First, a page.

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I had planned to head to Monkey Bay at the south end of Lake Malawi but opted for going to Cape Macclear, or also known as the village of Chembe based on recommendations from my new friends. It was well worth the extra 10 kilometres, even though the road in nearly killed me climbing a hill of 14% grade. I rolled off my bicycle and laid on my back for 5 minutes as the locals chuckled as they pushed their bicycle up the hill. It’s a nice little Cape nestled inbetween some mountains keeping the water very still, and offers a very scenic look out onto the lake and some of the nearby mountains coming out of the lake, where a short distance in a wooden canoe made from a single log offers fantastic snorkelling where over 500 types of African Cichlid fish can be viewed – or if you are daring you can throw a fish up in the air and have a fish eagle swoop out of the sky with its sharp talons screaming out as it snatches the fish less than 5 feet away from you. I found a lodge that offered space for $2 a night to sleep, $1 beers, and $3 meals. Instead of eating at the lodge however I just went outside and took in the cheap deals at the markets, where one could have a plate of roast goat, french fries and cabbage for the cheap price of .33 cents. It was then I realized I’m on the tourist track, as many people from around the world were staying in the area, some backpacking, some hitching rides, some on motorcycles. It turns out one of the people hitching on the back of a motorcycle knew another cyclist in Africa (who by coincidence sold his tent to the other couple from Amsterdam I ran into). I’ll be running into him soon I hope.

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I met a man also in Cape Maclear who was trying to setup an orphange, and went over to his house with nothing inside but a computer and a laser printer and helped get his components working again – He was a good fellow and I liked what he was working towards. He offered to go catch a fish for me the next day but instead I opted out to sit on the hammock and recharge, letting him keep his money and food – just glad I could help.

Looking back I should have stayed another day, but I had an idea that I wanted to take a ferry across Lake Malawi to save 150km and see some of the sights on water instead of road, but when I left to Monkey Bay I found the prices completely out of this world, and the ferry cost equating to more than 4 days of living. Instead I headed out back on the roads and had a great time with the locals as we played leapfrog on the road, I taught them (and perfected on my own) how to ride with no handlebars, and even had the men who rode the bicycle taxis carting people 15km or more doing it. I stayed in the bush one of those nights and had a wonderful sleep although the bugs were on the level as the Northwest Territories. Malaria is everywhere here – 2 people died in the 3 days I was at Cape Maclear from it, so I’m going to be surprised if I make it through this country without picking it up – I’m still adamant about not taking the preventive medicine due to the side effects but have the medicine should I come down with something.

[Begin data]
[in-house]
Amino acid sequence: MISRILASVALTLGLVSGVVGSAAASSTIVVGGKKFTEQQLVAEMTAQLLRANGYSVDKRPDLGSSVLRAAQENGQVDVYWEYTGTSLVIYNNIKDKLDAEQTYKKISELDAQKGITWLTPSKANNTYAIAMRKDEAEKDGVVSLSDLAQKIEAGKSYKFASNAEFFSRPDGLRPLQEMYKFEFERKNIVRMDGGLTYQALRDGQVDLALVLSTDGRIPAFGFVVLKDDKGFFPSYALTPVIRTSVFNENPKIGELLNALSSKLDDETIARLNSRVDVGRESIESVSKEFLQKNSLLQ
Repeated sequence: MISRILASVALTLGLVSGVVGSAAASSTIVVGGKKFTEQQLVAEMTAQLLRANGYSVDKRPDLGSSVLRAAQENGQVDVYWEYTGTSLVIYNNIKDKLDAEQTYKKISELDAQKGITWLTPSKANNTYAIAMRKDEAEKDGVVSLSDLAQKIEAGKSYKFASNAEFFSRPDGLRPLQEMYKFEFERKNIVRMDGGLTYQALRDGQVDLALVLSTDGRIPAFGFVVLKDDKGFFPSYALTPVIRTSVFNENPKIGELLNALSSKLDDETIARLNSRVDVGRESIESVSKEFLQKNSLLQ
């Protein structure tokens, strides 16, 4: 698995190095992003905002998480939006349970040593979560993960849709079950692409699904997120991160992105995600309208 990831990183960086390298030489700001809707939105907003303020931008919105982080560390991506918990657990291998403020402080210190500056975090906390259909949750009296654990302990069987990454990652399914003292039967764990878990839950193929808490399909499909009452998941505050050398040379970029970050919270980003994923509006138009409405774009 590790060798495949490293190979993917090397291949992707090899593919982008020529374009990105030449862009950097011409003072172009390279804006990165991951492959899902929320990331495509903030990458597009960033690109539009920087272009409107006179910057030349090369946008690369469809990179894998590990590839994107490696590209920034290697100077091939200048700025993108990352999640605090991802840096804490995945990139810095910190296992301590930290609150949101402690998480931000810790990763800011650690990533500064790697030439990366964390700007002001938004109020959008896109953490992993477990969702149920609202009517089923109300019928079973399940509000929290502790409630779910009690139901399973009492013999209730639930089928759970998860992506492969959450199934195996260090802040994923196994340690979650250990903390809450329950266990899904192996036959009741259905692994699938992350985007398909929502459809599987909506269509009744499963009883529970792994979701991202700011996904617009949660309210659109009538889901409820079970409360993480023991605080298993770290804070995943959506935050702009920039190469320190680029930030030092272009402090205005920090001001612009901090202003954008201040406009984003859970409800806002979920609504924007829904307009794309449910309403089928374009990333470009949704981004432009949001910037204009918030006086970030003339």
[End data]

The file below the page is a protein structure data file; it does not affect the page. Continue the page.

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The next morning I was on the road bright and early pumping the music and took a wrong turn (although it seemed like the right idea to stay on the asphalt) putting another 25km onto my daily route. I stopped at one point in time and realized that I had broken yet another spoke, pulling off to try to get my stove to work as it has been acting up again not firing up properly. Even worse I’ve been running some questionable gas in the reservoirs – You can’t buy Unleaded gas anywhere at this point in time unless its through the Black Market – for a litre of gas one can expect to pay $2.75 – $3 at this point in time – throwing transportation, goods delivery and the country into a bit of turmoil. Food is becoming sparse as well – unless of course you want to eat chips all day long – I’ve been eating Spaghetti with a bouillon cube combined with Soya Pieces that resemble chicken every day, with an empty pannier otherwise. Yup – I’m starving a bit and can’t remember the last time I ate a real good meal – scratch that – On Cape Maclear there was a man who came by every morning and for $1 you could get 2 pancakes cooked right in front of you that you covered in sugar, squirted lemon juice on, placed half an avocado and a banana on – rolled up and stuffed it in your mouth. He explained that instead of begging he’d do something different and also offered very strong tea along with the meal grown locally.